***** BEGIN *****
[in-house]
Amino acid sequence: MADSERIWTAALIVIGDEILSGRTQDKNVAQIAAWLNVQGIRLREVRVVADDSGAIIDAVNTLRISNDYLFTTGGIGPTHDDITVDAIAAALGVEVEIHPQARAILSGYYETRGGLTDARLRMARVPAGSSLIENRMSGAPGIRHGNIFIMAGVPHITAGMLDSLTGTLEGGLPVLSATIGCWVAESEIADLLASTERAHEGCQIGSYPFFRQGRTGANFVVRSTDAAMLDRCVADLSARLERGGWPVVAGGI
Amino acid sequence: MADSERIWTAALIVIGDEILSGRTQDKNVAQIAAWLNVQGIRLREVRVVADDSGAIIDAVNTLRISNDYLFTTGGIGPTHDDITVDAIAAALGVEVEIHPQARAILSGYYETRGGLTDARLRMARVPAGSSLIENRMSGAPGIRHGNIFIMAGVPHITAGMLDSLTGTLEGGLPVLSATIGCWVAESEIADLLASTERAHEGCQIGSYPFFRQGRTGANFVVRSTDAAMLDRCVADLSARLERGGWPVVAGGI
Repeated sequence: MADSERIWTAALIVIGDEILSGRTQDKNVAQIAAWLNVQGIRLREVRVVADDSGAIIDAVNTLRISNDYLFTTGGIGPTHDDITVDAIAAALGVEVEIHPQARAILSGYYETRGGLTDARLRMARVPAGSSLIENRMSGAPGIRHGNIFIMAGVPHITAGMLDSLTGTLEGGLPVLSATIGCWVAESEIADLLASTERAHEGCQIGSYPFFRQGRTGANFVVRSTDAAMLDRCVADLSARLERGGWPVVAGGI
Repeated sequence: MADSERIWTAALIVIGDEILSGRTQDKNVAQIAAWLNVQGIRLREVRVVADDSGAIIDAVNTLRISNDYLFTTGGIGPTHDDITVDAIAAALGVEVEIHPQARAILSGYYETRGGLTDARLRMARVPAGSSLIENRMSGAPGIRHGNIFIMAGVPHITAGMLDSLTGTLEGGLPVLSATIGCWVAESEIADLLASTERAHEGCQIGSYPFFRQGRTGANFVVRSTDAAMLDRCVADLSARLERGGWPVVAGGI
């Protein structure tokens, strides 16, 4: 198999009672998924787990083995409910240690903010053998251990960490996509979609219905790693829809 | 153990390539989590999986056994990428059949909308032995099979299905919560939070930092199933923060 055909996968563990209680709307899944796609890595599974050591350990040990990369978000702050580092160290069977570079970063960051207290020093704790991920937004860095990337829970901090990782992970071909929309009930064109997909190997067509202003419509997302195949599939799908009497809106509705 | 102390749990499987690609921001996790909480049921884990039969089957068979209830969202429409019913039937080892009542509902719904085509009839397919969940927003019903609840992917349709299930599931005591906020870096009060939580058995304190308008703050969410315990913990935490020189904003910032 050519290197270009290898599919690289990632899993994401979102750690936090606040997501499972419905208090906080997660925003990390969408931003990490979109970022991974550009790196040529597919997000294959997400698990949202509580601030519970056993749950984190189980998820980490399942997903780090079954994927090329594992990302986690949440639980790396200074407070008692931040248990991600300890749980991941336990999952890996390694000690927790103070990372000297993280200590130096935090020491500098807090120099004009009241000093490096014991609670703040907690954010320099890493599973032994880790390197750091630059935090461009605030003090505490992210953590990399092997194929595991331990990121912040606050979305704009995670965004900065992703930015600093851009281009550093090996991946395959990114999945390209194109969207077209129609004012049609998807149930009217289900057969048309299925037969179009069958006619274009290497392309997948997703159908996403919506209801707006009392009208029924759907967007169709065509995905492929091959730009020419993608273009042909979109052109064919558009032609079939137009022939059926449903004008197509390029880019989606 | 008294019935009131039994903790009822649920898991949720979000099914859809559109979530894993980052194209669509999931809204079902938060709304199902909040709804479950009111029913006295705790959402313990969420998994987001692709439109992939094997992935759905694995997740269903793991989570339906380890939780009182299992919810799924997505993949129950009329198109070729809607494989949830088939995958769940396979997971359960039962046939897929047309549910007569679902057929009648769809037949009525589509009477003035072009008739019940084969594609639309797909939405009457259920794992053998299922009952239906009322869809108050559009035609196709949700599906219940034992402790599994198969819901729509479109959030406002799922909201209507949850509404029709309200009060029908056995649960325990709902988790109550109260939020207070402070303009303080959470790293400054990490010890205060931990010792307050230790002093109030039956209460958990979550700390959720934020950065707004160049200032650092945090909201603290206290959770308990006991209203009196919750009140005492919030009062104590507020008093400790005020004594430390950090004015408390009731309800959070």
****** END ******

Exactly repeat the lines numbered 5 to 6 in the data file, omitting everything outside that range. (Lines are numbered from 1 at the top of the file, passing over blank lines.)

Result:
Repeated sequence: MADSERIWTAALIVIGDEILSGRTQDKNVAQIAAWLNVQGIRLREVRVVADDSGAIIDAVNTLRISNDYLFTTGGIGPTHDDITVDAIAAALGVEVEIHPQARAILSGYYETRGGLTDARLRMARVPAGSSLIENRMSGAPGIRHGNIFIMAGVPHITAGMLDSLTGTLEGGLPVLSATIGCWVAESEIADLLASTERAHEGCQIGSYPFFRQGRTGANFVVRSTDAAMLDRCVADLSARLERGGWPVVAGGI
């Protein structure tokens, strides 16, 4: 198999009672998924787990083995409910240690903010053998251990960490996509979609219905790693829809 | 153990390539989590999986056994990428059949909308032995099979299905919560939070930092199933923060 055909996968563990209680709307899944796609890595599974050591350990040990990369978000702050580092160290069977570079970063960051207290020093704790991920937004860095990337829970901090990782992970071909929309009930064109997909190997067509202003419509997302195949599939799908009497809106509705 | 102390749990499987690609921001996790909480049921884990039969089957068979209830969202429409019913039937080892009542509902719904085509009839397919969940927003019903609840992917349709299930599931005591906020870096009060939580058995304190308008703050969410315990913990935490020189904003910032 050519290197270009290898599919690289990632899993994401979102750690936090606040997501499972419905208090906080997660925003990390969408931003990490979109970022991974550009790196040529597919997000294959997400698990949202509580601030519970056993749950984190189980998820980490399942997903780090079954994927090329594992990302986690949440639980790396200074407070008692931040248990991600300890749980991941336990999952890996390694000690927790103070990372000297993280200590130096935090020491500098807090120099004009009241000093490096014991609670703040907690954010320099890493599973032994880790390197750091630059935090461009605030003090505490992210953590990399092997194929595991331990990121912040606050979305704009995670965004900065992703930015600093851009281009550093090996991946395959990114999945390209194109969207077209129609004012049609998807149930009217289900057969048309299925037969179009069958006619274009290497392309997948997703159908996403919506209801707006009392009208029924759907967007169709065509995905492929091959730009020419993608273009042909979109052109064919558009032609079939137009022939059926449903004008197509390029880019989606 | 008294019935009131039994903790009822649920898991949720979000099914859809559109979530894993980052194209669509999931809204079902938060709304199902909040709804479950009111029913006295705790959402313990969420998994987001692709439109992939094997992935759905694995997740269903793991989570339906380890939780009182299992919810799924997505993949129950009329198109070729809607494989949830088939995958769940396979997971359960039962046939897929047309549910007569679902057929009648769809037949009525589509009477003035072009008739019940084969594609639309797909939405009457259920794992053998299922009952239906009322869809108050559009035609196709949700599906219940034992402790599994198969819901729509479109959030406002799922909201209507949850509404029709309200009060029908056995649960325990709902988790109550109260939020207070402070303009303080959470790293400054990490010890205060931990010792307050230790002093109030039956209460958990979550700390959720934020950065707004160049200032650092945090909201603290206290959770308990006991209203009196919750009140005492919030009062104590507020008093400790005020004594430390950090004015408390009731309800959070």